Hawks rescued | Farmers delivered babies to Alberta Birds of Prey Centre, which helped them recover
When Pam Bergen heard that personnel from the Alberta Birds of Prey Centre had released Swainsons hawks into the wild last month, she cried.
They were tears of joy that came months after she had shed tears of sadness over widespread destruction she saw July 26.
A storm bearing golf ball-sized hail struck Pam and Allen Bergen’s Cardston-area farm that day. It cut a wide swath of destruction that damaged crops and properties in southern Alberta.
Promising canola crops were flattened in the 20-minute barrage. Livestock were injured. Vehicles were damaged. The tin roof of the new shop was shot with holes.
Days later, Bergen remembered the hawk’s nest on their property that she had been watching and photographing. She went out to check.
“I just happened to look down and there was the mom or dad, one of the adults, dead just below the nest. That’s when I really lost it.
“I was sad for all the damage we had before, but when I saw that mom dead, I really kind of lost my composure.”
There was no sign of the youngsters, which she knew had been nearly ready to fly. The nest was too high to reach, even with the tractor bucket.
A few days later, she and Allen saw a young hawk sitting in the ditch along their road.
“As we passed it, I told Allen, ‘I wonder if that’s one of those babies?’ ”
The hawk was still there on the return trip, so Bergen observed it with her zoom lens, phoned the birds of prey centre for advice and made her approach.
“He just sat there and I just gently laid a cloth over him and I put on some welding gloves and put him in a cat box.”
At the birds of prey centre in Coaldale, she learned the hawk was still gaining its flight feathers and that it was near starvation.
“They promised me they’d take care of him,” said Bergen.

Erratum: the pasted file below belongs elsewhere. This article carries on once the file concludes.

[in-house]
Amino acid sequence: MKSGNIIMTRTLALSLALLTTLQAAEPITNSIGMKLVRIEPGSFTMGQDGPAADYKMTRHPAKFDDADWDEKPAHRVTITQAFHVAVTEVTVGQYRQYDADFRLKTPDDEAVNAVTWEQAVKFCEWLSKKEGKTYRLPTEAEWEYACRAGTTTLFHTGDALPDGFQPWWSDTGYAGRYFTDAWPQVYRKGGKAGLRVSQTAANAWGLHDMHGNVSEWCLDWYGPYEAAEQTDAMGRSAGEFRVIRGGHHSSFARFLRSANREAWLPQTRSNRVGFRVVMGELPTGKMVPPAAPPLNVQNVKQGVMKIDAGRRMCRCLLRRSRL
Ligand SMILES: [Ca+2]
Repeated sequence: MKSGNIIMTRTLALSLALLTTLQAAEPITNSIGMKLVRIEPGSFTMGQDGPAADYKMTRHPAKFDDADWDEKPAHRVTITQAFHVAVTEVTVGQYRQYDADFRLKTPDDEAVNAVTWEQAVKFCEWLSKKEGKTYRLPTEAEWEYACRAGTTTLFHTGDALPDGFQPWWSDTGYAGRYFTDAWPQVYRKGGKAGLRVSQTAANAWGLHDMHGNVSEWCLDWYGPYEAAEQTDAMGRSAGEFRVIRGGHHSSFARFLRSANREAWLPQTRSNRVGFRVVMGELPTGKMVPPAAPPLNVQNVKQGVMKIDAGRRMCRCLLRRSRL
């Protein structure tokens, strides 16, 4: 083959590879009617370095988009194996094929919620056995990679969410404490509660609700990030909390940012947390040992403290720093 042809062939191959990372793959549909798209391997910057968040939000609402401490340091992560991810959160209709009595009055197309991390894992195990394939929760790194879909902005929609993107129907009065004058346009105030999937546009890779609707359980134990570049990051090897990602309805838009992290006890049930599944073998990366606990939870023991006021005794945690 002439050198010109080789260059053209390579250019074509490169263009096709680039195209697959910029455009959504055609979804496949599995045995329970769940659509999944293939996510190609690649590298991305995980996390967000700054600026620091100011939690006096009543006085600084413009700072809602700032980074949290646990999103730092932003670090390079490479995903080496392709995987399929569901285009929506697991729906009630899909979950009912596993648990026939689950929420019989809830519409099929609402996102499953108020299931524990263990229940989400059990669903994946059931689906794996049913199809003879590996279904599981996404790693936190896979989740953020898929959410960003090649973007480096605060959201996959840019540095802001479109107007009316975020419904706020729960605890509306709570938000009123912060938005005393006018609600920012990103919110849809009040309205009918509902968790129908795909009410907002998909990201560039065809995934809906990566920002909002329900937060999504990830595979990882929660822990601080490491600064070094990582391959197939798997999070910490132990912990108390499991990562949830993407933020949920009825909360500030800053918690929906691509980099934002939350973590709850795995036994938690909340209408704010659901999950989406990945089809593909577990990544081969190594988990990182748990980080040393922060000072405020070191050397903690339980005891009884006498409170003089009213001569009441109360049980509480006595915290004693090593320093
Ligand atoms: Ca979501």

Several days later, she and Allen spotted a second young hawk, in almost the exact same spot as the first. She rescued this one as well, and fed it a piece of venison using a pick-up needle from their combine.
The next day she took it to the centre and hoped for the best.
On Oct. 4, both hawks, healthy and fully feathered, were released into a nature preserve along the Oldman River.
“Never in my life did I ever think I could ever rescue one hawk, but to rescue two was just unbelievable, so when I found out that they were eating well and were going to be released back into the wild, it just made my heart dance,” said Bergen.
Colin Weir, manager of the birds of prey centre, said it is unlikely the two young hawks would have survived without intervention.
“They’d either starve or coyotes would get them,” said Weir, noting the scavengers often lurk beneath nests hoping for food scraps or birds to fall.
Bergen’s two hawks were among about 20 the centre raised or rehabilitated this summer.
Farmers, ranchers, wildlife officers and rural residents from southern Alberta bring young or injured birds to the centre, where they are raised with other birds of their species. Limited human contact and natural diets ensure they can be returned to their natural habitat.
“We get a lot of help from the rural public,” Weir said about rescues and donations to the non-profit, non-government funded centre.
With winter stretching ahead, he said more donations will be needed to feed and care for the more than 100 birds that the centre will overwinter.
Weir released Bergen’s two hawks and two others last month, along with two owls.
The hawks sailed into a clear blue sky and swept out over the Oldman River Valley, flapping their wings and then soaring on air.
By now, they will likely have started their migration to Argentina.
Bergen will be watching for their return in spring.
“After all of the destruction that came out of that hailstorm, I felt like there was a rainbow in saving those hawks,” she said.
“It certainly lifted my spirits and I’m really looking forward to watching out and seeing if anything returns to that nest next year. Whether it be those hawks or other hawks, in my mind it will always be them.”